On a mild evening he strolled along the wet city pavements with his wife, in no particular direction and for no particular purpose. They walked with their arms linked tightly, their voices in quiet harmony, and when they passed through a narrow alleyway their footsteps echoed together against the brick walls.
The rain started again. A fine drizzle that slowly soaked their coats and hair. It grew heavier so they ducked into a glowing red bar on a dank street. They ordered two beers and sat at a small table by the window. A mournful jazz record played on the sound system and the two of them listened to the music in silence, entertaining idle thoughts and gazing around the room. It was a comfortable silence - a rich silence - for there was nothing they needed to say.
The old man closes his eyes and lets the memory of that evening fill his head. He can remember the flecks of rain on the clouded windows and people walking past with their heads bowed. The hushed conversation coming from nearby tables, interspersed with floating laughter. A man sipping his oily drink at the bar and smoking a cigarette. The barman staring across the room at nothing. The air thick. And his wife sitting opposite him, looking sleepy and content, rotating her beer glass in her long fingers.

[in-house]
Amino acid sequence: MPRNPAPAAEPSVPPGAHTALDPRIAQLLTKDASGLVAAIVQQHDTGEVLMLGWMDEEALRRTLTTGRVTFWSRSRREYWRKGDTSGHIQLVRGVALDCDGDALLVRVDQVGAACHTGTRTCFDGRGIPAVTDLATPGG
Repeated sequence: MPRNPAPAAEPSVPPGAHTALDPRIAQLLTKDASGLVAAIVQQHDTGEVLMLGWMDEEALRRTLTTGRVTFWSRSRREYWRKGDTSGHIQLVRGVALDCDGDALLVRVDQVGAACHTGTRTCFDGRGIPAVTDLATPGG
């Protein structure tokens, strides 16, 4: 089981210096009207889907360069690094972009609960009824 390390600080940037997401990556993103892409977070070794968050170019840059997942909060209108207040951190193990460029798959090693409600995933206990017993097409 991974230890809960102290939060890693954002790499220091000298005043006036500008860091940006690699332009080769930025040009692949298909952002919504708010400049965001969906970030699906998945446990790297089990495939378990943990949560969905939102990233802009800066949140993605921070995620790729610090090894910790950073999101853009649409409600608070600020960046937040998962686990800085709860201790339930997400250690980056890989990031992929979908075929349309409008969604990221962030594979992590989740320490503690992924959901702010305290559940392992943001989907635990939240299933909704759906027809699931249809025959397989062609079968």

These details flow back to the old man with the notes of the music and he watches them drift across his mind, so vivid he feels as if he could grasp them in his hands.
When the song finally fades out, he walks over to the radio to switch it off and looks up at the darkening living room window. Beyond his reflection, and across the deep void of the high street, he can see a row of golden squares which display comfortable scenes from the flats opposite: a couple cooking dinner, a family watching television, someone sitting at a desk on their computer, a cat perched on the windowsill with its eyes closed and feet tucked neatly beneath its body.
The old man watches the cat for a long time. He has nothing else to do this evening. His only task is to wait for the dawn and the never-ending diversions it will reliably bring.